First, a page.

875 F.2d 1218
57 USLW 2718, Fed. Sec. L. Rep. P 94,438
RONEY & COMPANY and Jacob Rivlin, Plaintiffs-Appellees,
Jean GOREN, Defendant-Appellant.
United States Court of Appeals,
Argued April 14, 1989.
Decided May 26, 1989.
Ronald S. Longhofer (argued), Ronald A. Schy, Honigman, Miller, Schwartz & Cohn, Detroit, Mich., for Roney & Co. and Jacob Rivlin.
Stuart C. Goldberg (argued), Goldberg & Schneider, New York City, for Jean Goren.
Lucinda O. McConathy (argued), U.S. S.E.C., Washington, D.C., for S.E.C. amicus curiae.
Before KEITH and KENNEDY, Circuit Judges, and McQUADE, District Judge.*
KENNEDY, Circuit Judge.
Appellant, Jean Goren, a customer of Roney & Company (Roney & Co.), a securities brokerage firm, appeals from a District Court order staying arbitration of her securities fraud claim pending before the National Association of Securities Dealers (NASD) and compelling arbitration of her claims before the New York Stock Exchange (NYSE) pursuant to a Customer Agreement (Agreement) between appellant and Roney & Co. Goren asserts that the arbitration clause specifying arbitration solely under NYSE rules violates both the anti-waiver provision of the Securities Exchange Act of 1934 (Exchange Act), 15 U.S.C. Sec. 78cc(a) (1982), and Roney & Co.'s duty as a NASD member to permit arbitration before NASD upon demand of the customer. See NASD Code of Arbitration Procedure, Part III, Sec. 12(a), NASD Manual (CCH) 3712 (1987).1 Goren also argues that the one-year limitations period contained in the Agreement violates the Exchange Act's anti-waiver provision and its three-year statute of limitations for certain private rights of action. We disagree and shall therefore affirm the decision of the District Court.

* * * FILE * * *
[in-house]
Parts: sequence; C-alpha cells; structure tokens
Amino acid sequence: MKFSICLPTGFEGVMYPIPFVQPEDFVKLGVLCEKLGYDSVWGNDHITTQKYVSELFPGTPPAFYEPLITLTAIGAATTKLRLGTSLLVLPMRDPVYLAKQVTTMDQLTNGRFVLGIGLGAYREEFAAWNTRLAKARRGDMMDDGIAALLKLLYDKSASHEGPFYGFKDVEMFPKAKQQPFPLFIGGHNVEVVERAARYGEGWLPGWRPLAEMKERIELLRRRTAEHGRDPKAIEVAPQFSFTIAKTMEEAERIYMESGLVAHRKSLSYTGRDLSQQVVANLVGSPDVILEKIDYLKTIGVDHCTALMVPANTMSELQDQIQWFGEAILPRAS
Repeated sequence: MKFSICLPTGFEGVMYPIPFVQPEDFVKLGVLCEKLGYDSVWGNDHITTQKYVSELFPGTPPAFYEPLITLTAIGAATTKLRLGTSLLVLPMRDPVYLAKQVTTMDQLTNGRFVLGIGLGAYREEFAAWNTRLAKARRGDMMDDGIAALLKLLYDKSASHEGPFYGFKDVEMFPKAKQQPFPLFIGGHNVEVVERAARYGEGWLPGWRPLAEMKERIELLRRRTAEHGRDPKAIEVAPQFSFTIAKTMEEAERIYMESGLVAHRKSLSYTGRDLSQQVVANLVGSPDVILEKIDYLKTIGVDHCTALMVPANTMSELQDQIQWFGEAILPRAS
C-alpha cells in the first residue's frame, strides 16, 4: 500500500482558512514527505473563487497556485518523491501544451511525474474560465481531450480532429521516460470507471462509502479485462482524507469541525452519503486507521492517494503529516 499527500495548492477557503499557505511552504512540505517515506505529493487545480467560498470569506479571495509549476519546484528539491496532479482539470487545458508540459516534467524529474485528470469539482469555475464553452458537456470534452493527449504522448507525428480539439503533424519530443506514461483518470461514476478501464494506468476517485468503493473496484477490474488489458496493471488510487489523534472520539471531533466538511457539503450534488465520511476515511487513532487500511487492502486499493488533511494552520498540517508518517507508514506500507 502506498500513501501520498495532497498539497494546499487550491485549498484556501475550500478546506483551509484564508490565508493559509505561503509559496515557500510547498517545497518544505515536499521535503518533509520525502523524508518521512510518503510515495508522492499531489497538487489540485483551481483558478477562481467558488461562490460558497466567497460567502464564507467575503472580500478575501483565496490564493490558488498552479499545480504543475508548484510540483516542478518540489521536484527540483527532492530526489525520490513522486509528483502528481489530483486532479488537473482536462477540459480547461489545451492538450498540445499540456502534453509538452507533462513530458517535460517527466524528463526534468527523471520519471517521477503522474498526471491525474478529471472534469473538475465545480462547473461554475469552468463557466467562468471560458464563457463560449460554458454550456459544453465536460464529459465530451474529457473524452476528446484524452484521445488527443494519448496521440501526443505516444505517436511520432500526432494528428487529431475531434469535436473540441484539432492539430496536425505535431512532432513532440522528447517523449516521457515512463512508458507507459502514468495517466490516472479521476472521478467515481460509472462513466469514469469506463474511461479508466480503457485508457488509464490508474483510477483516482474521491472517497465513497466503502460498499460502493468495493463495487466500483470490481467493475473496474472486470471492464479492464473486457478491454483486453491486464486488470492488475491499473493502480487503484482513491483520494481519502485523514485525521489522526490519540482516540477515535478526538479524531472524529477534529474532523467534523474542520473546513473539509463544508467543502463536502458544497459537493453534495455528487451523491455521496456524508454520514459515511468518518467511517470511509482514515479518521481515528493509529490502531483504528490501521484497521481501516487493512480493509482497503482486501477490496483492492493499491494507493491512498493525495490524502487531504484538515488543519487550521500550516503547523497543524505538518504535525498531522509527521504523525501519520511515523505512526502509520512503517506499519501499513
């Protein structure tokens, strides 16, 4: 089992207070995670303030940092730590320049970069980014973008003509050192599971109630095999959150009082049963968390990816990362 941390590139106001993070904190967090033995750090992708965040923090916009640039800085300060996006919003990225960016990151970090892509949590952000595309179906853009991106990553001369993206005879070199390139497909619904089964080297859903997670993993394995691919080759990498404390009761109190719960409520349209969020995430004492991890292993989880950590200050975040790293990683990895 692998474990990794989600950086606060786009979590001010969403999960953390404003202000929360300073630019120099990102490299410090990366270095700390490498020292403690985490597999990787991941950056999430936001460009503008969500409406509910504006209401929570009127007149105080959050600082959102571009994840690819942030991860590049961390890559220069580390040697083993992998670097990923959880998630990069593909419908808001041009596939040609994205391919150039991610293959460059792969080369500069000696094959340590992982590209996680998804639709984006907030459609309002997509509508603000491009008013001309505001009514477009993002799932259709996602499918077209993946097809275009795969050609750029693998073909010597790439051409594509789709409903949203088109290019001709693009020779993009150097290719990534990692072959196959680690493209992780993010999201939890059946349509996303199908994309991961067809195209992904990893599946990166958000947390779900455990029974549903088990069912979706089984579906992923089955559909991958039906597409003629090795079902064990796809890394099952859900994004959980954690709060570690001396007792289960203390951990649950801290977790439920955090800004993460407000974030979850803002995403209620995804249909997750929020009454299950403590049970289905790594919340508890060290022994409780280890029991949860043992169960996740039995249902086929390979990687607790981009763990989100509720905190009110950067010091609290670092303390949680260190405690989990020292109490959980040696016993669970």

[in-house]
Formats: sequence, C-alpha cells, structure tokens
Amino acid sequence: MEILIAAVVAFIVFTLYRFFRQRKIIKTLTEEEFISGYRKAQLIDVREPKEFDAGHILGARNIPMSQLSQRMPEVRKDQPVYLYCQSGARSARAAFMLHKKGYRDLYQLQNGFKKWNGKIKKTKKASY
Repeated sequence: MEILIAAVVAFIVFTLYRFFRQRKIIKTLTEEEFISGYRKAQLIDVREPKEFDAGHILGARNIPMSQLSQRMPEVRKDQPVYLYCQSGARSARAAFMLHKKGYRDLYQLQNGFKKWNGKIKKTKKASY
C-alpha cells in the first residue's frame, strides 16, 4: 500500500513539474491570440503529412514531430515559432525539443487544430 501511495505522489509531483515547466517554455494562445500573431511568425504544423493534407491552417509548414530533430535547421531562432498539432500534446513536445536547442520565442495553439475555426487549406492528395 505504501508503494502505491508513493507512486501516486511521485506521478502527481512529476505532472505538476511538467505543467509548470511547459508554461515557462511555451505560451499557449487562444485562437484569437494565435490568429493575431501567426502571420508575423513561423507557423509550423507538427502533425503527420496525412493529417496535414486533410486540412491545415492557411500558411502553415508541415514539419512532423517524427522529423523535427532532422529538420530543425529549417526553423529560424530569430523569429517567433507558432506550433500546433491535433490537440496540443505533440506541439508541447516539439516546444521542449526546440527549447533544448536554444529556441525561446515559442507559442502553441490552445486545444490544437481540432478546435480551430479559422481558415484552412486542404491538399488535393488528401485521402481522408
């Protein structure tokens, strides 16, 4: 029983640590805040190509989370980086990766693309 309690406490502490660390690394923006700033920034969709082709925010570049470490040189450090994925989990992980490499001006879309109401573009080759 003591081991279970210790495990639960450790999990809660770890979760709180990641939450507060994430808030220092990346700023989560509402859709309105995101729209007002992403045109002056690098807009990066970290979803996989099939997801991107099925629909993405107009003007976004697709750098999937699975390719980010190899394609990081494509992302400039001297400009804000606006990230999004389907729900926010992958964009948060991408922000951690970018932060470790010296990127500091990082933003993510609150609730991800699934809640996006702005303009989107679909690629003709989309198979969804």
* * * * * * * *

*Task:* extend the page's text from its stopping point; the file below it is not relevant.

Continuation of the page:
The Customer Agreement signed by Goren when she opened her account with Roney & Co. in the summer of 1986 provided in relevant part that any dispute arising out of Roney & Co.'s handling of the customer's affairs must:
be submitted to arbitration conducted under the provisions of the Constitution and Rules of the Board of Governors of the New York Stock Exchange.... Arbitration must be commenced within one year after the cause of action accrued by service upon the other of a written demand for arbitration or a written notice of intention to arbitrate.
Appellant does not allege that she was induced to sign the Agreement through fraud or duress.